Harness will free all resources after exiting the game loop.

2.1 Bitmap fonts

The method load_bitmap_font() can be used to load a image that will be used to draw text with renderer.draw_text(). Harness will map a text string into a fixed width and height part of the font image.

Example:

game = Harness()

font = game.load_bitmap_font("font.png", width=6, height=10)

@game.draw
def draw(renderer):
    renderer.draw_text(font, 10, 10, "This is a text!")

game.loop()

Fonts can be freed with free_resources().

3. Controls

The state of the keys is exposed in keys dictionary and it gets updated in each game loop iteration.

In Harness.KEY_* there are constants to test in the keys dictionary. If a key is being pressed, the value in the dictionary will be True.

Example:

game = Harness()

@game.update
def update(dt):

    if game.keys[game.KEY_ESCAPE]:
        game.quit()

game.loop()

3.1 Game controllers

Game controllers can be mapped into key states so the game can access to the controller like the player was using the keyboard.

The default mapping is:

  • DPad up: up arrow key
  • DPad down: down arrow key
  • DPad left: left arrow key
  • DPad right: right arrow key
  • Button A: key c
  • Button B: key v
  • Start button: key s
  • Back button: escape key

Harness will manage the controller automatically in the game loop updating the keys dictionary as needed.

has_controllers property can be checked to see if any game controller was detected. Harness includes a game controller database with definitions for most common devices, and SDL2 functions can be used to add more. If there's no information about a given controller, it will be silently ignored.

In order to use a controller, the controllers property can be accessed to activate any detected controller.

Example:

game = Harness()

# enumerate all detected controllers
for controller in game.controllers:
    print(controller.name)

Once the controller has been activated, it can be deactivated using close() controller method.

The key mapping can be changed using the set_mapping() method on the controller.

Example:

game = Harness()

if game.has_controllers:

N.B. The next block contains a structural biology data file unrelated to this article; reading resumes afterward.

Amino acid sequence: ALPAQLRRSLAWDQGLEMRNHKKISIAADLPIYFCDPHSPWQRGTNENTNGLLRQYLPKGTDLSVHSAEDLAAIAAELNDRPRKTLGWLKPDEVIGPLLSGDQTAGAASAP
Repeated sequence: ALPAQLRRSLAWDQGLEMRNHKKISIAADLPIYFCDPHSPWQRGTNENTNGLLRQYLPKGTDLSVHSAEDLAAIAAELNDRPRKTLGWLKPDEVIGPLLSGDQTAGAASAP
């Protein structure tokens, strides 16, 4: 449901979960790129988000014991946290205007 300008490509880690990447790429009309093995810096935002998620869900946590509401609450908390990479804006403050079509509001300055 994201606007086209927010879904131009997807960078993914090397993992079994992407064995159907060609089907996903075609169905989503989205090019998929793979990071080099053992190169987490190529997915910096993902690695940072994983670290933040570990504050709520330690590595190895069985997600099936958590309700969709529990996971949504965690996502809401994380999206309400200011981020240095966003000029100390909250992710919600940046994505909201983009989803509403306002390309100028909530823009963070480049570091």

# first controller
    controller = game.controllers[0]

    # remap button a to key a
    controller.set_mapping(a="KEY_A")

The valid parameters are: up, down, left, right, a, b, start and back. Use a string defining the key (see Harness.KEY_*).

The use of a controller won't disable the keyboard. If that is required, the game controllers can be accessed using SDL2 functions directly.

4. Audio

The method play() can be used to play a sample loaded with load_resource(). Optionally a loops parameter can be provided stating how many times the sample will be repeated (use -1 for an infinite loop).

By default .ogg and .wav files are supported (in theory it could load any format supported by SDL_Mixer but Harness will only identify files with the aforementioned extensions).

play() returns the channel number used to play the sample and that number can be used to muted the channel with stop_playback() (if a channel number s not provided, it will stop all channels).

By default Harness.AUDIO_CHANNELS channels are allocated (6 channels).

Using OOP

Harness can be used in a class to take advantage of object oriented programming and avoid the use of global variables. Just use composition and register the update and draw methods with update() and draw() instead of using the decorators:

Example:

from harness import Harness

class MyGame(object):

    def __init__(self):
        self.harness = Harness()

        # register update and draw methods
        self.harness.update(self.update)
        self.harness.draw(self.draw)

        # load some resources
        self.image = self.harness.load_resource("image.png")

    def run(self):
        self.harness.loop()

    def update(self, dt):
        if self.harness.keys[self.harness.KEY_ESCAPE]:
            self.harness.quit()

    def draw(self, renderer):
        renderer.draw(self.image)


if __name__ == "__main__":
    game = MyGame()
    game.run()

See example-oop.py.

Author and Contributors

Juan J. Martinez <jjm@usebox.net>

This is free software under MIT license terms.

Contributors:

  • Your name here?